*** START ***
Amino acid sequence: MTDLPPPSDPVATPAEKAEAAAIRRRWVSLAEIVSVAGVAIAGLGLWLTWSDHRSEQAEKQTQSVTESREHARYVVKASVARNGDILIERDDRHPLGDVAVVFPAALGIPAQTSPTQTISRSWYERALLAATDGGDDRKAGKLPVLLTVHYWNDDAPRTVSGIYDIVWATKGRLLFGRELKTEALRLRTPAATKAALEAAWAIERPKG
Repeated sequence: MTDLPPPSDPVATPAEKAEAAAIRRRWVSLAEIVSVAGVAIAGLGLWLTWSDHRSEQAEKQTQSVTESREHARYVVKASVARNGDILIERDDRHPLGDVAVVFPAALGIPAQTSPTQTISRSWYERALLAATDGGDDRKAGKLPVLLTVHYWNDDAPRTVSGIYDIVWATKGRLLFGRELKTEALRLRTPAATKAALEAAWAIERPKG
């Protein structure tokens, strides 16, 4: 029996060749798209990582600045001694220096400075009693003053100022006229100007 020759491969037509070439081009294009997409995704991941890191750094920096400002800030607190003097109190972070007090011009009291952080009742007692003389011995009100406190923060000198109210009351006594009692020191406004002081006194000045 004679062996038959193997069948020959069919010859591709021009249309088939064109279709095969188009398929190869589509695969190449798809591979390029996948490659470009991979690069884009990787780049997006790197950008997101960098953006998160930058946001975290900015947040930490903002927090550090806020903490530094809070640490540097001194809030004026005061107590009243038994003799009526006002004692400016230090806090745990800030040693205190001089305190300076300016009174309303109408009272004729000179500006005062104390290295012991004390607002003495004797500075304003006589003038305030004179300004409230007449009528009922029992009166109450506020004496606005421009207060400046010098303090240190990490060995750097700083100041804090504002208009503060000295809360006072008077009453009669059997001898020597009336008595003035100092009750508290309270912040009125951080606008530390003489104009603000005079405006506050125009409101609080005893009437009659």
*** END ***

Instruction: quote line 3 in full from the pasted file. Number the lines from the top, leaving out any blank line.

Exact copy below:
């Protein structure tokens, strides 16, 4: 029996060749798209990582600045001694220096400075009693003053100022006229100007 020759491969037509070439081009294009997409995704991941890191750094920096400002800030607190003097109190972070007090011009009291952080009742007692003389011995009100406190923060000198109210009351006594009692020191406004002081006194000045 004679062996038959193997069948020959069919010859591709021009249309088939064109279709095969188009398929190869589509695969190449798809591979390029996948490659470009991979690069884009990787780049997006790197950008997101960098953006998160930058946001975290900015947040930490903002927090550090806020903490530094809070640490540097001194809030004026005061107590009243038994003799009526006002004692400016230090806090745990800030040693205190001089305190300076300016009174309303109408009272004729000179500006005062104390290295012991004390607002003495004797500075304003006589003038305030004179300004409230007449009528009922029992009166109450506020004496606005421009207060400046010098303090240190990490060995750097700083100041804090504002208009503060000295809360006072008077009453009669059997001898020597009336008595003035100092009750508290309270912040009125951080606008530390003489104009603000005079405006506050125009409101609080005893009437009659």